As previously advised on Teche, a new assessment policy is set to launch on 1 July 2021. A number of policies have been merged to a new assessment policy and accompanying procedures. The new policy will apply to assessments offered in Session 2 2021.

This post will explore requirements around the timely provision of assessment marking criteria and feedback to students. Previous articles have covered limits to group marking and limits of exam duration.

Feedback is useful to student learning if it is timely, targeted and actionable (See Dawson et al 2019 for a detailed discussion of effective feedback characteristics). Timely provision of feedback is especially important if subsequent tasks are linked in terms of building towards achievement of similar learning outcomes. Access to and understanding of the criteria and standards used in assessment is also critical to enabling students to understand the task and action the feedback that was provided (Sadler 2010).

Policy changes

Timely provision of criteria:

This change is akin to a clarification rather than a change. The old policy simply stated in section 5.4.5 “Staff must: advise students in relation to expectations relevant to specific assessment tasks by providing appropriate guidance, supporting material, standards and rubrics.” However it was silent on when that should occur.

The new assessment procedure now states (clause 43), “It is key to help students understand the method by which results in assessment are determined. Assessment criteria and performance standards (ideally in the form of a rubric) should be made available to students at the beginning of the teaching session and must be available no later than the point at which the task is given. The task is given when instructions for the task are posted online (e.g., iLearn) or explained in class.”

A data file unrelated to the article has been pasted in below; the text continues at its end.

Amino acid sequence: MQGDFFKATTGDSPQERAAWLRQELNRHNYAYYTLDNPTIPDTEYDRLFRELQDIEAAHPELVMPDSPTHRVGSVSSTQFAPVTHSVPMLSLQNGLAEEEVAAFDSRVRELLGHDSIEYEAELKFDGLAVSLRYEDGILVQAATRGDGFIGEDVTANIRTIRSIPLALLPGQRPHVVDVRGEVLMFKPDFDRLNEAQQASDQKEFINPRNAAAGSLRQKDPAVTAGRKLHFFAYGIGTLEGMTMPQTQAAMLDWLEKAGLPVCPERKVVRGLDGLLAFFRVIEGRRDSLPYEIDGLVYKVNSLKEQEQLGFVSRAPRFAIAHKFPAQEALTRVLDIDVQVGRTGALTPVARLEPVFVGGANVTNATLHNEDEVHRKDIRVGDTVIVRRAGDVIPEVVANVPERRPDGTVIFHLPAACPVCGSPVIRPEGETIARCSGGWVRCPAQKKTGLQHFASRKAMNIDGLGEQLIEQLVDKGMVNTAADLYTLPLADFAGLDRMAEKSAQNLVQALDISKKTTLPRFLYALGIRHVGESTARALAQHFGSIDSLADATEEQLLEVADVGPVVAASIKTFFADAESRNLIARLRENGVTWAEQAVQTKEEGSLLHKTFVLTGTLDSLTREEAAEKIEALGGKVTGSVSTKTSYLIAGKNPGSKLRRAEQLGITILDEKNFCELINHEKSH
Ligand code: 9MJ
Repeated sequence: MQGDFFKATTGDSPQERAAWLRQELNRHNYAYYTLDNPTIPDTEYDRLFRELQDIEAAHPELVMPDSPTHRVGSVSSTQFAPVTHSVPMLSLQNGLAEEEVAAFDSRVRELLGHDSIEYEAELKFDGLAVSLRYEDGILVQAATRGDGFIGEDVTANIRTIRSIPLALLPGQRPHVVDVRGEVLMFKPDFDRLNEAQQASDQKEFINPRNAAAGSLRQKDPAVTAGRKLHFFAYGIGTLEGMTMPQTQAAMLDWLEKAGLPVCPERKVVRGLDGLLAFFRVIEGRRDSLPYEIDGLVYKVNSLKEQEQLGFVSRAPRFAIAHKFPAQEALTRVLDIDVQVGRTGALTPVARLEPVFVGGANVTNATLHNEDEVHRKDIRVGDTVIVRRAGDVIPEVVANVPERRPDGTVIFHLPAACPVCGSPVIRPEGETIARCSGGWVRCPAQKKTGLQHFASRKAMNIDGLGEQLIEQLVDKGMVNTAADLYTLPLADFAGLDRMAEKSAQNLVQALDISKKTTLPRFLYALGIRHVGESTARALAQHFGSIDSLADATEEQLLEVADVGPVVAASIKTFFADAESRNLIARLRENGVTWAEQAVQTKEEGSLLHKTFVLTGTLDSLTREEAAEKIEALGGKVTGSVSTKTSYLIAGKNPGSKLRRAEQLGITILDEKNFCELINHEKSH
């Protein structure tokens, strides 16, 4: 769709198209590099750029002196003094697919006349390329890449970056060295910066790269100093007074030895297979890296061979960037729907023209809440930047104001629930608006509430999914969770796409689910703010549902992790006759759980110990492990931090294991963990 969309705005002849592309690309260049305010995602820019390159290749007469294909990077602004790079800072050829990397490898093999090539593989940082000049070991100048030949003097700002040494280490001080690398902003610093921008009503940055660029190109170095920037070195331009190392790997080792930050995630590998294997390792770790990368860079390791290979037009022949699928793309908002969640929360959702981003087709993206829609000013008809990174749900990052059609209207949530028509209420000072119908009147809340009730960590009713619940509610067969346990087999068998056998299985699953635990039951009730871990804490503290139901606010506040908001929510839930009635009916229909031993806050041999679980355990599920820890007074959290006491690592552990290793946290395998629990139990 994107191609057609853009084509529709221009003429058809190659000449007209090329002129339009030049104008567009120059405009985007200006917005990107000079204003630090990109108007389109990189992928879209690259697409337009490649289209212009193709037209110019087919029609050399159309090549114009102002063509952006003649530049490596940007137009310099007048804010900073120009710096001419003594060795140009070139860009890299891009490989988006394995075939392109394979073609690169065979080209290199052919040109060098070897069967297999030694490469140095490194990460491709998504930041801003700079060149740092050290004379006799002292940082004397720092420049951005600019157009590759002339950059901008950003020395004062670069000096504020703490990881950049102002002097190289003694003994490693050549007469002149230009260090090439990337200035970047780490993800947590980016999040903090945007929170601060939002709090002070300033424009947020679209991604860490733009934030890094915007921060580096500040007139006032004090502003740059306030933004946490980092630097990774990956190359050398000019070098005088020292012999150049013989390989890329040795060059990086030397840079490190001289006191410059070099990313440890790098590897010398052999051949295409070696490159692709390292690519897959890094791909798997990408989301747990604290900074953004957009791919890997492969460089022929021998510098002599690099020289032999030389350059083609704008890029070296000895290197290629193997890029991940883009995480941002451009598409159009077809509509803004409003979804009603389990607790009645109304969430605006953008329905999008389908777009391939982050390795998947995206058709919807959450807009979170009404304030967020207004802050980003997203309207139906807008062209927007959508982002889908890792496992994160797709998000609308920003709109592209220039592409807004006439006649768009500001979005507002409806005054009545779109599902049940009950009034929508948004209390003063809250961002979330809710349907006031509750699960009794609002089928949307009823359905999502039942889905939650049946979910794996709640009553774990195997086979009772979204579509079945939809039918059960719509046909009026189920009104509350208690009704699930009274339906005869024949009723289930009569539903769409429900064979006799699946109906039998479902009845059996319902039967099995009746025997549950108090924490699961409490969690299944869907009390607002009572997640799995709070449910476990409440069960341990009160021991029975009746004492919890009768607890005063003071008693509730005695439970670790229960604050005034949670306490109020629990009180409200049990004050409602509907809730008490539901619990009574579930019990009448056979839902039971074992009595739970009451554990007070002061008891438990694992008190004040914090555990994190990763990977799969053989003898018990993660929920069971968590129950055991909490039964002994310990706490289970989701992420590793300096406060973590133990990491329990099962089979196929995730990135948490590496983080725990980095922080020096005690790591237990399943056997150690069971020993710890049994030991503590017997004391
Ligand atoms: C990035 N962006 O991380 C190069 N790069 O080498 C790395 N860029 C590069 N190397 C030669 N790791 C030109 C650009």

Timely provision of feedback prior to a subsequent task:

The new assessment procedure (69) now states: “Where feedback on a task would allow students to improve their learning on a subsequent task (i.e., the tasks cover the same learning outcomes) then some feedback on the earlier task must be provided prior to the due date of the subsequent task, so that students have an opportunity to assess and improve their learning before completing the subsequent task. This feedback may be formal or informal, directed to individuals or to a group.” The aim of this clause is to provide actionable knowledge in a timely manner such that students can improve their response to the next assessment task.

What staff need do to get ready

Providing assessment criteria:

Best practice is to provide all assessment details, including the standards and criteria used for marking, to students at the beginning of the session. Developing the marking criteria and standards at the same time that the task is designed makes it easier to align all the elements to unit learning outcomes. Placing all these on the unit iLearn site means these are easily available to students as soon as they gain access. Early provision of these details allows students to make informed choices about enrolment, plan their study programme for the whole session and to understand the scope and complexity of the criteria and standards against which performance will be measured across the unit. Providing plenty of advance notice of the assessment requirements also diminishes a significant factor in students engaging in contract cheating – that of tight turn around times, particularly for larger weighted tasks (Bretag et al 2019).